My running buddy @petermarney tipped me to this Instagram account curated by the Hoboken Historical Museum. Two pictures. One then. One now. Hoboken is an old town with a storied past and seeing history side-by-side with today is eye opening. All too often the past looks a whole lot better than the present.

See you next week with whatever gets me through the next seven days.

No Use Crying Over Spilled Goldfish


My three year old experienced a significant personal setback earlier today. His special treat after a swimming lesson was a baggie of rainbow goldfish, perhaps his favorite food of all time. As we braved the frozen hellscape the weather forecasters referred to as a wintry mix, he was engaged in what amounts to gleeful multitasking for young boys. While munching his brightly hued salty snacks he was pelting dad with ice rocks and splashing through each and every puddle in his path.

As he became fully engrossed in demolishing a rather deep pop-up pond on the sidewalk, he neglected to notice the precarious position of his goldfish and they escaped the confines of the baggie and returned to the sea. A great horrified howl arose behind me and I saw the smiling little piscine shapes bloating in the cold dirty water. He cried bitter tears of great suffering and loss as if there were no consolation for his disintegrating snacks.

It was a bittersweet moment and it is easy to laugh a little at his plight. We’ve all lost an ice cream cone in the dirt or seen our freshly jellied toast land delicious side down on the floor. Yet, his pain was intense and very real. For a few moments he grieved with such profound sadness. There was no future. Everything was gone.

Despite his disbelief, there was another serving of goldfish waiting at home. Once we ditched our boots and warmed our hands he had a small bowlful to feast upon. With renewed joy he shoveled them into his gullet moments after we returned.

His predicament provokes comparison to my own horror when faced with setbacks and challenges. There are times when my suffering is very real and I shed tears and see no light in the darkness. This is the end. This failure is the ultimate failure. All possibility has been crushed. This loss ends everything.

But wait.

I’ve learned the only answer is to stand up, dust myself off and move on. There is an ample supply of goldfish waiting in the cupboard. I can’t save those who drowned in the puddle, but I can accept their loss, grieve for the snack that could have been and make my way back home.


Celebrating the Cassingle

Music formats come and go. 78s, 45s, LPs, 8-tracks, reel-to-reel, cassettes, CDs, MP3s. Some come back again and others disappear. On one hand vinyl is stronger than it has been in almost three decades while the lowly cassingle (or cassette single) has been banished to the crap can of history. Even the much-maligned 8-track has made an ironic comeback, the cassingle will likely never make a revisionist return. It was designed to be cheap and disposable.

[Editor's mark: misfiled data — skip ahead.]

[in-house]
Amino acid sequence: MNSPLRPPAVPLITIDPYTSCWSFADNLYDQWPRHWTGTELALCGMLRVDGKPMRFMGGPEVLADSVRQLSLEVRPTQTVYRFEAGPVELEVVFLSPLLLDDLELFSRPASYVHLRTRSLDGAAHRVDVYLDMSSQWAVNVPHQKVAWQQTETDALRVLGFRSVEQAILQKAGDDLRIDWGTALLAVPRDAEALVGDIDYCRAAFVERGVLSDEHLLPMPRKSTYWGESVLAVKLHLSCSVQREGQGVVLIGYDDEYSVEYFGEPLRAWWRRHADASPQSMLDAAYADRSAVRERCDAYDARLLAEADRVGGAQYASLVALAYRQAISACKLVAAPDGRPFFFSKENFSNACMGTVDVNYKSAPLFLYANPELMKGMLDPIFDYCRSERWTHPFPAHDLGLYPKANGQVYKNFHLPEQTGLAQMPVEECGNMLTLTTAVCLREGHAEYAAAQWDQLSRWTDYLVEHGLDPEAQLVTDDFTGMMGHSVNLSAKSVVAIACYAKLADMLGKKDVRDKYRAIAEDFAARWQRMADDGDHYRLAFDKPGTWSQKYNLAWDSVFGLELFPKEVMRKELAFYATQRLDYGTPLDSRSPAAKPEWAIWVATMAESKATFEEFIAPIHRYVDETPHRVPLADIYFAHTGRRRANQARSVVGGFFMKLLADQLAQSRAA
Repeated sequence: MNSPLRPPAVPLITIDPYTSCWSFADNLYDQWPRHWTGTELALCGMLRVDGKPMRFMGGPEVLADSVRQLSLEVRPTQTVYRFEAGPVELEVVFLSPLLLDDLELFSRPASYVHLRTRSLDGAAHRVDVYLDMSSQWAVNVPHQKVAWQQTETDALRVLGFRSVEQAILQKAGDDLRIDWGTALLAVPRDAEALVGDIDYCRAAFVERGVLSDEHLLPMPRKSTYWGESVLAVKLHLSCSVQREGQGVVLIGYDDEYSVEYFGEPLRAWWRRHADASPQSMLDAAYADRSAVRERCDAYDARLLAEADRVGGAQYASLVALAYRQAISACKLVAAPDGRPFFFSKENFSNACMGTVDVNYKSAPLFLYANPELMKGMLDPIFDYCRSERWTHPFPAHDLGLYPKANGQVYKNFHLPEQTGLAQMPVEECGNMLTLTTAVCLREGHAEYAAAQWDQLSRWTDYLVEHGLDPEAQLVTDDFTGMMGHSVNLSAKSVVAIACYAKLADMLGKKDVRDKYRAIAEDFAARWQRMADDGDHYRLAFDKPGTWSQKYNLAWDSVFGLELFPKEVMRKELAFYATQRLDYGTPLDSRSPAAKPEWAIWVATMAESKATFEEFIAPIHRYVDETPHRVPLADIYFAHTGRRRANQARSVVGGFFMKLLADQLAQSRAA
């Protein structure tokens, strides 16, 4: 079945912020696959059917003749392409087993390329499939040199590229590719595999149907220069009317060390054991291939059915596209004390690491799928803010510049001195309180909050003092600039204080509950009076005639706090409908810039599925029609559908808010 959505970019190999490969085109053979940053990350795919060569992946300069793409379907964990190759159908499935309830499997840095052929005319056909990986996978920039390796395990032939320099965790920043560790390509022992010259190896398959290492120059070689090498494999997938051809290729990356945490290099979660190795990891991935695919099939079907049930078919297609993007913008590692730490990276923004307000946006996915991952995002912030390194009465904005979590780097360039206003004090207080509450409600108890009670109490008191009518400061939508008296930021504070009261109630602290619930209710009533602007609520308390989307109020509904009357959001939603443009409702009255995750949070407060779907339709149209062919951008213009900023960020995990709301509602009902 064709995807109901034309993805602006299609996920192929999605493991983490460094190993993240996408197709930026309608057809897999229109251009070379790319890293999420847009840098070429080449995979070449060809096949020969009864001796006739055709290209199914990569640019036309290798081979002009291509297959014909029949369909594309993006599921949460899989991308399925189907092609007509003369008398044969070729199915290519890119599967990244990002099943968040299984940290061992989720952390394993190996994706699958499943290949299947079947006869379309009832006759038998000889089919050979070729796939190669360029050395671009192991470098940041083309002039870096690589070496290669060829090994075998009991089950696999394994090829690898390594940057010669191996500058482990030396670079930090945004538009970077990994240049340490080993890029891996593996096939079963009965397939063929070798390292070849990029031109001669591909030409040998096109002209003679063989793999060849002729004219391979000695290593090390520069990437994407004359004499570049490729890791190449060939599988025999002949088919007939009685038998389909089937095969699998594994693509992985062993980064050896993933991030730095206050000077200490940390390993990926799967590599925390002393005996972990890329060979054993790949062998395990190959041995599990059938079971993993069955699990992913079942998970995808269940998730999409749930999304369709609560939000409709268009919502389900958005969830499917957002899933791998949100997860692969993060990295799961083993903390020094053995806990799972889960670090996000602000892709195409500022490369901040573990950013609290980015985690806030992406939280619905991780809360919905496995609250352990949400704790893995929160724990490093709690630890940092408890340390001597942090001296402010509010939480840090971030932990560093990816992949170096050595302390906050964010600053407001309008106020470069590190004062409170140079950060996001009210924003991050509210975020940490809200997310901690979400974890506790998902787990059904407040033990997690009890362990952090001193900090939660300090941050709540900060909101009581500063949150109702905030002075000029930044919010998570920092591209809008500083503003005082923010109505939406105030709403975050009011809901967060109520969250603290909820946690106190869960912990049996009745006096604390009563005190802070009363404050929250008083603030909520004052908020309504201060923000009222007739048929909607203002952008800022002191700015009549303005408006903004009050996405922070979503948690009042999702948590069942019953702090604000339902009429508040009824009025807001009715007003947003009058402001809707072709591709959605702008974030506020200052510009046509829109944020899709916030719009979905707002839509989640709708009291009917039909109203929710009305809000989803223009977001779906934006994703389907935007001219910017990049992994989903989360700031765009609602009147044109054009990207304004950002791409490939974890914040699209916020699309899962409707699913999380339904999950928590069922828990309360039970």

cassingles, cassette singles
Music you will deny ever buying

The cassingle emerged in the 80s as an inexpensive, portable replacement for the dying 7″ market. From 1987-1995 sales boomed. In 1990 there were more than 90 million sold. By 1996 sales had dropped off a cliff and by 1999 it was all over. Wrapped in a simple cardboard sleeve, shrinkwrapped and sold for a couple of bucks, they were the YouTube clips of their day. Some had the single and a b-side, but many just gave you the single on both sides of the tape. Kids could buy the hits and slap them in the Walkman, boombox or car stereo. Instant gratification in the analog world!

Enter the Goldmine

Little did I know that in my very own basement there lurked a treasure trove of these three minute nightmares. While moving things around so I could paint the walls and floor I made the discovery. Tucked away in a box, more than a hundred of them waited for me to come along and unleash their big-haired, shoulder-padded power. There must be at least one nugget buried in this goldmine. I dumped out the box and began digging. George Michael, Janet Jackson, Pet Shop Boys, Roxette, Paula Abdul and countless other misdemeanors against music. Shuddering as I dug further, I uncovered three true atrocities, Jive Bunny and the Mastermixers, Gerardo and Billy Ray Cyrus.

cassingles, billy ray cyrus
Crimes against music

I almost gave up. And then I found it buried underneath everything. Pure gold. A song that will live forever. Yes, it was BIZ MARKIE! Now I just need a cassette player and I am in business.

Biz Markie Cassingle
Nobody beats the Biz

If you want to know more there is a website, Cassette Single World,  dedicated to fans and the digital collection of “every Cassette Single ever released.” Enjoy!

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My home office this week!


Most of my town is without power, phones or wifi. The amazing people along the few blocks that do have power provided free coffee, powerstrips and wifi. People are pretty amazing and I’ve had the opportunity to meet so many neighbors. A lot of wreckage, but a lot of positive action. Go Hoboken!

So long summer vacation!


Grab a little summer before it’s gone


There’s still time!


Why Junglerock?

Several people have asked me (or made fun of me) why I use the twitter handle @Junglerock. I wish there was a dark and terrifying secret, some impenetrable mystery. However. the real reason is simple and boring. I needed a gmail address. All iterations of my name were taken. I needed one that wasn’t jetboy1999 or rocky123. So I started plugging in obscure band names, album and song titles and odd cultural references. After countless strikeouts Junglerock worked. It has pretty much become my user name for just about everything. So what is Junglerock? It’s just a killer old rockabilly song originally released in 1958 by Hank Mizell.

Hank might have disappeared completely, but the 70’s pub and punk rock scenes reintroduced people to rockabilly and several bands covered the song. I first heard it as a Replacements b-side buried on a 1987 German double 12′ single. The band changed the lyrics to “Bundle Up,” but it still shines through as rough and raucous.

The inimitable Mark E Smith and The Fall did a bizarro techno-rockabilly version on their 1997 album Levitate.

Possibly my favorite version is LA punk originals The Weirdos and their 1979 Bomp! Records version

Plenty of other folks have covered it, but I have wasted far too much time on explaining the story of Junglerock. Hank Mizell, The Replacements, The Fall and The Weirdos are far more interesting. Time for me to stop yapping and time for you to check out a version of Mr. Mizell’s classic.

Dinosaur in Captivity